Whether or not your fears are reasonable is probably not something that many hosts here can address, unless they happen to be in a similar situation. We don’t know what nation your partner is from, we don’t know what nation you’re in, and we don’t know the specifics of your environment or how you communicate with your guests.


#6

@Rehny – race, creed, color DO NOT MATTER HERE! There is no need to tell anyone where you or your partner or your friends are from.

Personally I am from another star system 62 light years away and without my skin-suit I look like a 6 ft tall bunch of asparagus. But THAT DOES NOT MATTER and has no bearing on my abilities as a host.

Please leave all that racist, nationalist crap behind.


#7

ewwww…asparagus


#8

You must be pretty old then!


#9

You are right, that I would rather avoid this topic and there is no need to bring it up. Problem is they usually have pretty good guess just from facial features and also last name on rings, which all the guests know is not really helpful. So I don’t give it much chance to hide the fact.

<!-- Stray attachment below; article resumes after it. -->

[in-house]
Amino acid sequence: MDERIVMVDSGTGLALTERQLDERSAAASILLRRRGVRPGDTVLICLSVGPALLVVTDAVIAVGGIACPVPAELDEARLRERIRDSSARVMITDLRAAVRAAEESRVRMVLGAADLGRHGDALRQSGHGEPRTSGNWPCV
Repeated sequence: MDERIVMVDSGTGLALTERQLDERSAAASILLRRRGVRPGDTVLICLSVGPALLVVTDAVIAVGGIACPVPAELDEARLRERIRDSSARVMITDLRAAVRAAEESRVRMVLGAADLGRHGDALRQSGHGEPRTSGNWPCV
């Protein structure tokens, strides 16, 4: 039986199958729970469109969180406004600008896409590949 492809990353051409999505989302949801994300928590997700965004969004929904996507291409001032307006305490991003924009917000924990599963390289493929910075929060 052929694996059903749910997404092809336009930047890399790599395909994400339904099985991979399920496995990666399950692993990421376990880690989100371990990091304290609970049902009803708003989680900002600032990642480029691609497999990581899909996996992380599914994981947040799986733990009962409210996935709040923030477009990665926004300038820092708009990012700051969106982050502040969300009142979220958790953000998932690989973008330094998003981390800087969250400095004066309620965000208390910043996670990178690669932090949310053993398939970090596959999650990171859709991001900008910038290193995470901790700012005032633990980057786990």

I really don’t want to discriminate people just based on their country of origin, but I don’t want to have in my home insults and silly fights about political, national and religious issues. That’s why I wanted to warn guests ahead. If you have problem with that, don’t book with us.


#10

No no no no. If you can’t adequately explain this to us here, guests won’t get it.

A former mod here and longtime poster got in trouble with Air for even saying the words “different culture” to a guest in private feedback. She was almost shut down for it.

Don’t go there. It does not matter one single bit and may come across very strangely to the guest who might report you. Just no.


#11

We are a gay couple, living in a macho continent, so we know what it’s like to (potentially) face animosity.

A question: Is it very obvious that he is Israeli? (e.a. Can you hear it in the languages he uses? Can you hear it when you two speak to each other? Does he dress like an orthodox jew? Does he make israeli phone calls with guests present?)